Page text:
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Cordero

Nocturne of City Hall is among the Julio Cordero photographs to be displayed in the Merwin Gallery.

Art Exhibition Showcases Cordero, Souto

October 18, 2006

BLOOMINGTON, Ill. - The Illinois Wesleyan University Ames School of Art will exhibit In the Shadow of the Andes: The Photographs of Julio Cordero, 1900-1940 in the Merwin Gallery, and Francisco Souto's New Work in the Wakeley Gallery.  Both galleries are located in the Joyce G. Eichhorn Ames School of Art Building, 6 Ames Plaza West, in Bloomington, and both exhibitions will be from Oct. 24 to Dec. 7.

Peter Yenne, director of the Photographic Archive Project and curator of the Cordero exhibition, will give a lecture on Oct. 24 from 4:00 to 5:00 p.m. in Room 218 of the art building, immediately followed by a reception in the galleries from 5:00 to 6:00 p.m.

The events are free and open to the public.

Gallery hours are Monday-Friday 12:00-4:00 p.m., Tuesday evening 7:00-9:00 p.m. and Saturday and Sunday 1:00-4:00 p.m.  The galleries will be closed for Thanksgiving break from Nov. 22 to Nov. 26 and for Day Without Art on Dec. 1.

Cordero (1879-1961) was a noted photographer active in La Paz, Bolivia from 1898 to 1940.  According to art critics, his work captures the changing face of La Paz, creating an unparalleled record of early 20th century Paceo life and culture.  Cordero worked for the police and served as an official photographer to two of Bolivia's Liberal party presidents, documenting military parades, civic ceremonies and political events.  The Cordero archive houses a wealth of historical documents, photographic equipment and more than ten thousand negatives.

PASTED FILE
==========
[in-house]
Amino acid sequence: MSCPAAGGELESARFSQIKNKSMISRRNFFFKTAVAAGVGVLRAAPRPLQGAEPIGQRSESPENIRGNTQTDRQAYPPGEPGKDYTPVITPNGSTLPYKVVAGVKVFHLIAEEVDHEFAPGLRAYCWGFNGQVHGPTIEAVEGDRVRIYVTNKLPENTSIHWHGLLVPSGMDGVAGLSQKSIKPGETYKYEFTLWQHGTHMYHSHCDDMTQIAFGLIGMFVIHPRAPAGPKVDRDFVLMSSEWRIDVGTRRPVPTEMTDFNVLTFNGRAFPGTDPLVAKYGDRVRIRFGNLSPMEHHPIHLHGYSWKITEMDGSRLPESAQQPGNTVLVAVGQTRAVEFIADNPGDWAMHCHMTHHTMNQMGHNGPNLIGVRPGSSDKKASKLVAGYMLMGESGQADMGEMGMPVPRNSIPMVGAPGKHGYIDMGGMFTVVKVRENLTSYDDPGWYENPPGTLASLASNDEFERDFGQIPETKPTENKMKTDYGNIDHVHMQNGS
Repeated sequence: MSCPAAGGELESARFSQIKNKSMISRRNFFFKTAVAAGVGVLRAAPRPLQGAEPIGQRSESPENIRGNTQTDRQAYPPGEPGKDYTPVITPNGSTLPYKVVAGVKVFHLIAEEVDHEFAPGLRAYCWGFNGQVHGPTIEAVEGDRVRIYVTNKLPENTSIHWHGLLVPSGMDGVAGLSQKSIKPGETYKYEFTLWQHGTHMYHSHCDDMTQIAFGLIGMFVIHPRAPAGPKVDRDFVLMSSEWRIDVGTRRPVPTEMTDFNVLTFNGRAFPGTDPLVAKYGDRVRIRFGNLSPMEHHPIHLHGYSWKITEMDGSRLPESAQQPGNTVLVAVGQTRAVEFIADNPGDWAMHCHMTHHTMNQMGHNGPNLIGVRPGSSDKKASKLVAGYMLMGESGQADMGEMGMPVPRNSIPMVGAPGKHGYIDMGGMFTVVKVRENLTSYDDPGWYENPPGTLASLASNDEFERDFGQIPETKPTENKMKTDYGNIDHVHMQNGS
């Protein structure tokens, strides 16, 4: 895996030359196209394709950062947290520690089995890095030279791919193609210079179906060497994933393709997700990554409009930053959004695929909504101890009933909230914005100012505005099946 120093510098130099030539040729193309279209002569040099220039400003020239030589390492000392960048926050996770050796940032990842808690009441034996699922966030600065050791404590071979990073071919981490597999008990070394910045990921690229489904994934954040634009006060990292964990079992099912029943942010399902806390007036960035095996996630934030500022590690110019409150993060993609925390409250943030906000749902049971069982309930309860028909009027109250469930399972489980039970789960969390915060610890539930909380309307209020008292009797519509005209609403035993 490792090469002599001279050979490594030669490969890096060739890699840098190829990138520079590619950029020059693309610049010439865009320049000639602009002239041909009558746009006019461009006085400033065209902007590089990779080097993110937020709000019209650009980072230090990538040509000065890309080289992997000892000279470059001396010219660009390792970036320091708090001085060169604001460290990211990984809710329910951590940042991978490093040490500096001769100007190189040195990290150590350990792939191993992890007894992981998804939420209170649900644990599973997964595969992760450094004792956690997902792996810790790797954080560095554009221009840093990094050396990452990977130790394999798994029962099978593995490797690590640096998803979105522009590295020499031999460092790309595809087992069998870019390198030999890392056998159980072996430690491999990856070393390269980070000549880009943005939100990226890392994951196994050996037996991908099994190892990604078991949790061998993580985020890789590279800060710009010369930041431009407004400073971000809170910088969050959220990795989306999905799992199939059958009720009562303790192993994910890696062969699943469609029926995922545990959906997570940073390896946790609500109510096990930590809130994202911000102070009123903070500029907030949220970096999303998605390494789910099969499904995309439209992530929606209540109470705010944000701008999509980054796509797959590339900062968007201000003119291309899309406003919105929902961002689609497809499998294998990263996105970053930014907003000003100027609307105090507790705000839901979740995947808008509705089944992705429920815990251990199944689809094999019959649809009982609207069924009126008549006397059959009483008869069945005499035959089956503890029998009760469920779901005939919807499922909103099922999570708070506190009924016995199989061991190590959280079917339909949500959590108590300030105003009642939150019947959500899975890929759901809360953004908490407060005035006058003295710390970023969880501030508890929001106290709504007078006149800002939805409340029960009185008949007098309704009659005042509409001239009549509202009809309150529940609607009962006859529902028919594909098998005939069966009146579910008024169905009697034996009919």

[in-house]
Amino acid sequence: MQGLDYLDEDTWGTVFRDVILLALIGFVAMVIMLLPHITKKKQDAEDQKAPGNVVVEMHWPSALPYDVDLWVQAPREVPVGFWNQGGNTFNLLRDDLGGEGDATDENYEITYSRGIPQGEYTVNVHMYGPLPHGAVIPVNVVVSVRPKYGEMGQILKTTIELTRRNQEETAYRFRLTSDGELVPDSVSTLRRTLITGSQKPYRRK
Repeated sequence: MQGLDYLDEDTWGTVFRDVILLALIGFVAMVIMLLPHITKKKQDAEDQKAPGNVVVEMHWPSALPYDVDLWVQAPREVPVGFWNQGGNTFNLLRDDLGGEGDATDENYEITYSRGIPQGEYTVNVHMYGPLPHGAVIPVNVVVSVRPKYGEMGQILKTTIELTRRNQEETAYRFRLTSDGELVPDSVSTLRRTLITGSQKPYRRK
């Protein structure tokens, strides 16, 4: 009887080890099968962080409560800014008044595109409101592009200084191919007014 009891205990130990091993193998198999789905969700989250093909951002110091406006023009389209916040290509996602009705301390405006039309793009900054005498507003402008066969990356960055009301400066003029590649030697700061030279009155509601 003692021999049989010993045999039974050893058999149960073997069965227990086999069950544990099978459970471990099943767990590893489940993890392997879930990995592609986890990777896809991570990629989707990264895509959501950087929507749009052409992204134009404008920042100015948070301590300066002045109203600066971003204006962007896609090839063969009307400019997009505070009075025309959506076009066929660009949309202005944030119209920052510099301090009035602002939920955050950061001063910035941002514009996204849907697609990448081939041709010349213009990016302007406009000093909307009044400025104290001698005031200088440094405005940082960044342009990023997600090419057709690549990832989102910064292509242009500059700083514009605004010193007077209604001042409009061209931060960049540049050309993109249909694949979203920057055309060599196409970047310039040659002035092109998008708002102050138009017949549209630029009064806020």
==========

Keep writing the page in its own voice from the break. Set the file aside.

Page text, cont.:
Peter Yenne is a 1972 graduate of Rice University.  In 1976, he received a grant to travel and photograph in South America, and in 1981, began work as a freelance photographer.  Yenne founded the Photographic Archive Project in 1991, and from 1999 to 2001, he and his colleagues directed the Portrait of the Andes Project, creating digital catalogs of a dozen historic photo archives in Peru and Bolivia.  In 2002, Yenne was awarded a Fulbright Scholarship to continue his study of Peruvian photo history.  He is currently preparing a series of books, articles, exhibits and digital archiving projects in Cuba, Guatemala and Nepal.

Souto is a native of Venezuela and a graduate of the Master of Fine Arts program at Ohio State University.  He is currently assistant professor in the Department of Art and Art History at the University of Nebraska-Lincoln, and has exhibited at both the national and international level.  His work features old drafting tools, time-pieces and glass observation devices juxtaposed with images of galaxies and stars, which art critics say pays homage to the old art masters while still expressing the contemporary experience.  Souto is known for his use of the distinctive and very time-consuming mezzotint process to create his prints, a technique in which the surface of a metal plate is roughened evenly and the image is brought out by smoothing the surface, working from dark to light.  He also paints and creates hand-made books.

For more information, contact Gallery Director Jennifer Lapham at (309) 556-3391.

 Contact: Amanda ReCupido, (309) 556-3181